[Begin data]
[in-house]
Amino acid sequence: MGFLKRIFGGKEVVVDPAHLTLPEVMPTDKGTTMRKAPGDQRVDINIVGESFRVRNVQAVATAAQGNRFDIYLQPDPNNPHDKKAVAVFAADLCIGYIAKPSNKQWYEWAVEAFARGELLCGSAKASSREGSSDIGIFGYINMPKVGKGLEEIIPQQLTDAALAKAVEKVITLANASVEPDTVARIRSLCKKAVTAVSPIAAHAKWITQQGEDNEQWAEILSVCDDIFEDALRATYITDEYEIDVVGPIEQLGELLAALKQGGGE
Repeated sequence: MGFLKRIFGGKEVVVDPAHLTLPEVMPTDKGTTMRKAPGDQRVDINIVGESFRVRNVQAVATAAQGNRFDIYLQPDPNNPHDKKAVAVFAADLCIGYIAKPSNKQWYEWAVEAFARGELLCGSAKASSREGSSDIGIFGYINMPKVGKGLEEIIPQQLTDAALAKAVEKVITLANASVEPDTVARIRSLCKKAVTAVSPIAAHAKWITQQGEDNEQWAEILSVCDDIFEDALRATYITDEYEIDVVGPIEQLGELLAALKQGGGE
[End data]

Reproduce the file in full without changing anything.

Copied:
[in-house]
Amino acid sequence: MGFLKRIFGGKEVVVDPAHLTLPEVMPTDKGTTMRKAPGDQRVDINIVGESFRVRNVQAVATAAQGNRFDIYLQPDPNNPHDKKAVAVFAADLCIGYIAKPSNKQWYEWAVEAFARGELLCGSAKASSREGSSDIGIFGYINMPKVGKGLEEIIPQQLTDAALAKAVEKVITLANASVEPDTVARIRSLCKKAVTAVSPIAAHAKWITQQGEDNEQWAEILSVCDDIFEDALRATYITDEYEIDVVGPIEQLGELLAALKQGGGE
Repeated sequence: MGFLKRIFGGKEVVVDPAHLTLPEVMPTDKGTTMRKAPGDQRVDINIVGESFRVRNVQAVATAAQGNRFDIYLQPDPNNPHDKKAVAVFAADLCIGYIAKPSNKQWYEWAVEAFARGELLCGSAKASSREGSSDIGIFGYINMPKVGKGLEEIIPQQLTDAALAKAVEKVITLANASVEPDTVARIRSLCKKAVTAVSPIAAHAKWITQQGEDNEQWAEILSVCDDIFEDALRATYITDEYEIDVVGPIEQLGELLAALKQGGGE